A standard mono jack socket has two solder lugs, one for your 'hot' output and one for your ground connection. If you look closely at your jack socket, you will see one of those lugs is connected to the 'tip', the portion of the socket which contacts the tip of your jack plug when pushed in. The other lug is connected to the sleeve, which contacts the ground/sleeve part of your jack plug when pushed in. I have written a previous blog article with info on how to solder a jack socket with a variety of commonly seen wire types on guitars and you can read that article HERE!

Will CTS pots fit my scratchplate/guitar body?
This is a really important question and one understandably asked a lot. The CTS pots I use across my harness range have a mounting thread diameter of 9.5mm. This is quite a bit larger than common import sized pots seen on Squier, Epiphone or other far east made guitars, which usually have a mounting thread diameter of 6mm or 8mm depending on type or brand used. So chances are, if you have a far east made guitar, you will need to widen the holes in your pickguard or guitar body depending on what type of guitar you have, to suit the larger CTS pots used in a new harness. 

Installing USA spec CTS pots on far east made guitar

To carry out this task, I recommend doing this using a step cutter. This is in my experience the safest method as it will reduce the risk of paint chipping around the hole if a guitar body mounted pot, I usually widen the pot mounting hole on pickguards or bodies, to a 10mm hole to comfortably suit and fit the CTS USA specification 9.5mm shaft diameter. A good technique is to tape off the stop point diameter required on the step cutter to avoid drilling to the wrong diameter hole, and carefully run your drill to ensure an accurately finished hole. Once this is done, you can final finish the hole to straight edges by running a regular 10mm drill bit through for the pots to easily fit through. IMPORTANT- I highly recommend that if you are not comfortable with doing this in any form, or importantly don’t have the correct tools, then please considering taking this to be done by a trusted professional guitar technician. It’s not worth the upset and disappointment in damaging your guitar!

Long or short shaft pots for my les paul

I have a Les Paul, will I require long or short shaft pots?
Without a doubt, the most commonly asked Les Paul harness question, so don't worry, you're not alone! As you can see from the above photo, there is quite a substantial mounting thread length difference between the two and that is basically down to the body cap or top depth differences across the Les Paul range.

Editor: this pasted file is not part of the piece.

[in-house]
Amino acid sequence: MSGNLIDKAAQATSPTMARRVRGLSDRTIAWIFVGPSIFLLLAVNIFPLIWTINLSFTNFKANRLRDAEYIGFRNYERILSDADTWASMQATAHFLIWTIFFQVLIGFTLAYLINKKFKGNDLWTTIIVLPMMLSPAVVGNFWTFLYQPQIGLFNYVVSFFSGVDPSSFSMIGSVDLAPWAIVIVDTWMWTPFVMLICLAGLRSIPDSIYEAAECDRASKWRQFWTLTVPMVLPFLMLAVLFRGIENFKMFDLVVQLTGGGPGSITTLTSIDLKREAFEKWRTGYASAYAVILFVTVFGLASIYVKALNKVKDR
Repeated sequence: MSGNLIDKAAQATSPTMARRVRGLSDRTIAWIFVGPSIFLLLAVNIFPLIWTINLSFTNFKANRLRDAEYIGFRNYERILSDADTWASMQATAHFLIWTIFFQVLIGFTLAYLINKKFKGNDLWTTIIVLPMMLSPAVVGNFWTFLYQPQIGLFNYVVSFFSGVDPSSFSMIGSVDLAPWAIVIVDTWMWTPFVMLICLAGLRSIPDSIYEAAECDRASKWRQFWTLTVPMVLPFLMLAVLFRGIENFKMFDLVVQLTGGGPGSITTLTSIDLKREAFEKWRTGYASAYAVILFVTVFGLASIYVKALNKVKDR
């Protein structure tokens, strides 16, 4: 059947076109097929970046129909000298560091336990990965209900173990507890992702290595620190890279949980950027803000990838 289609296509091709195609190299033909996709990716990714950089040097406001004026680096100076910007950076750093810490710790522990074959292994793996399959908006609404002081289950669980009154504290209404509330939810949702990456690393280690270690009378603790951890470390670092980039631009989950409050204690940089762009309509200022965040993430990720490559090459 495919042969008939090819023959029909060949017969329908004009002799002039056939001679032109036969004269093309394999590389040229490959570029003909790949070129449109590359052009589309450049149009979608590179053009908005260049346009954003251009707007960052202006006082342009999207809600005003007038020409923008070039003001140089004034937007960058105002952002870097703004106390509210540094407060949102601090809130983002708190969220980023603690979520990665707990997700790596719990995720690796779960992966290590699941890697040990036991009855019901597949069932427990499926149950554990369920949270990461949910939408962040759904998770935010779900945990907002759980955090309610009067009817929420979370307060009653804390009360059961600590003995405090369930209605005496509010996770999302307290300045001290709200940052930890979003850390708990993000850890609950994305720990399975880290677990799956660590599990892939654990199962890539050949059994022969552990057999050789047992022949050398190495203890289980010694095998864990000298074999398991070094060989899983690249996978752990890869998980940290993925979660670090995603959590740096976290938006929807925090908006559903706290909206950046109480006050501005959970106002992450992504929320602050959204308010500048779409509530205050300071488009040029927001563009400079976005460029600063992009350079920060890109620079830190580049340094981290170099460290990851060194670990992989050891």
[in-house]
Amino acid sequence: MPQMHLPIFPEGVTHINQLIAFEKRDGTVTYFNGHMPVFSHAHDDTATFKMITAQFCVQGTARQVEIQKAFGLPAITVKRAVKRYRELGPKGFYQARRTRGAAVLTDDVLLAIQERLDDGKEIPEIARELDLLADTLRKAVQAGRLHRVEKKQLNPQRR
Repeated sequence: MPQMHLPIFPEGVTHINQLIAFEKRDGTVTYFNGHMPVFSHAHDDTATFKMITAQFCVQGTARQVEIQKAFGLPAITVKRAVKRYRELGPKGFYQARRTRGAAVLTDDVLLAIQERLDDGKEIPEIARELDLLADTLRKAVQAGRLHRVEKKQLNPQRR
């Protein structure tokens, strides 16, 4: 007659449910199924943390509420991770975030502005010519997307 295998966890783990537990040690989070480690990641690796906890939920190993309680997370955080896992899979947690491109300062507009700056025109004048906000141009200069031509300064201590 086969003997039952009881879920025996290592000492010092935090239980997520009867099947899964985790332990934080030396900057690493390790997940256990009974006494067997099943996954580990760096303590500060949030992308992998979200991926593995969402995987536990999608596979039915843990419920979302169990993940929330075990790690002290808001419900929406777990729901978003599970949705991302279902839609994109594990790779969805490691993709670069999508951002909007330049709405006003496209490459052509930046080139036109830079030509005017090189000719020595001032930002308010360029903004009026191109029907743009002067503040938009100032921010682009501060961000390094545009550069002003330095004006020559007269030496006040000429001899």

Gibson are of course known for lots of transitional changes to specs from the golden era right up to the modern day built instruments. I have compiled a list of Gibson models which use either Short or Long shaft pots on the individual pot listing HERE But, if you're still not sure, the simplest answer is that ALL types of Gibson or Epiphone Les Paul will fit a long shaft pot, as you can adjust the two supplied nuts to suit the desired mounting height in the body. All Epiphone Les Paul's with exception of the Elitist model use short shaft pots.
If you're not ready to remove your old pots and measure the existing thread lengths, then hopefully the above info will help without having to touch any tools just yet. But do remember, if you're ordering or have ordered a harness through my website, feel free to send me a photo of the inside of the control cavity or a photo of the pot itself, hopefully I can help identify it for you. This isn't a faceless business, it's me here handling all orders personally so I'm happy to help guide you to the correct option for your Les Paul, whatever the model or where it's made. 
For your reference, a short shaft 500k pot has a thread length of 9.52mm and a long shaft 500k pot has a thread length of 19.05mm.

modern or 50s style

Whilst we're on the subject of Gibson's...
Modern style, or 50s Style wiring, what is the difference?
Honestly there is no right or wrong with this and it's really down to personal preference. So, 'which would suit my needs best?' you ask, and rightly so. 
The general consensus is that Modern wiring maintains the overall volume better than 50s style, maintaining volume when rolling down the tone pot for example, but it does lose some of the high end 'treble' frequencies when rolling down the volume pot which is where many players notice the difference in use. Although with the addition of a treble bleed, this is rectified and modern style can be the best of both worlds (so that's an option here too!).